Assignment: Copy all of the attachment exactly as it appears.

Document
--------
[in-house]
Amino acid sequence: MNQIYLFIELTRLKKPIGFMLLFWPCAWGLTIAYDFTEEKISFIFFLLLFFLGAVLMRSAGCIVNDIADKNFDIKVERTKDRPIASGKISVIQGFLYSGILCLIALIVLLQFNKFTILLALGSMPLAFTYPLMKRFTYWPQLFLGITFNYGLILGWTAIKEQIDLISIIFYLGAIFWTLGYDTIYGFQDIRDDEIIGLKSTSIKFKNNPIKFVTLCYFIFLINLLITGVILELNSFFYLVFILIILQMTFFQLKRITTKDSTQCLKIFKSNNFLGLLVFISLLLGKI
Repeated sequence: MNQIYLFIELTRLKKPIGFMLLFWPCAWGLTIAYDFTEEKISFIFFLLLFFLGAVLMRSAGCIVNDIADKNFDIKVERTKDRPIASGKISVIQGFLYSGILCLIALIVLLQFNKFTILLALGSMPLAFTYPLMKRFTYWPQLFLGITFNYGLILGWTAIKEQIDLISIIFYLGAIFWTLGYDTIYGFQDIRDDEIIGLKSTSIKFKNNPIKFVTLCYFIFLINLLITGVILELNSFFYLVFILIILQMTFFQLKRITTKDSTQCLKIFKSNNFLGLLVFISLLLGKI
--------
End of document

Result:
[in-house]
Amino acid sequence: MNQIYLFIELTRLKKPIGFMLLFWPCAWGLTIAYDFTEEKISFIFFLLLFFLGAVLMRSAGCIVNDIADKNFDIKVERTKDRPIASGKISVIQGFLYSGILCLIALIVLLQFNKFTILLALGSMPLAFTYPLMKRFTYWPQLFLGITFNYGLILGWTAIKEQIDLISIIFYLGAIFWTLGYDTIYGFQDIRDDEIIGLKSTSIKFKNNPIKFVTLCYFIFLINLLITGVILELNSFFYLVFILIILQMTFFQLKRITTKDSTQCLKIFKSNNFLGLLVFISLLLGKI
Repeated sequence: MNQIYLFIELTRLKKPIGFMLLFWPCAWGLTIAYDFTEEKISFIFFLLLFFLGAVLMRSAGCIVNDIADKNFDIKVERTKDRPIASGKISVIQGFLYSGILCLIALIVLLQFNKFTILLALGSMPLAFTYPLMKRFTYWPQLFLGITFNYGLILGWTAIKEQIDLISIIFYLGAIFWTLGYDTIYGFQDIRDDEIIGLKSTSIKFKNNPIKFVTLCYFIFLINLLITGVILELNSFFYLVFILIILQMTFFQLKRITTKDSTQCLKIFKSNNFLGLLVFISLLLGKI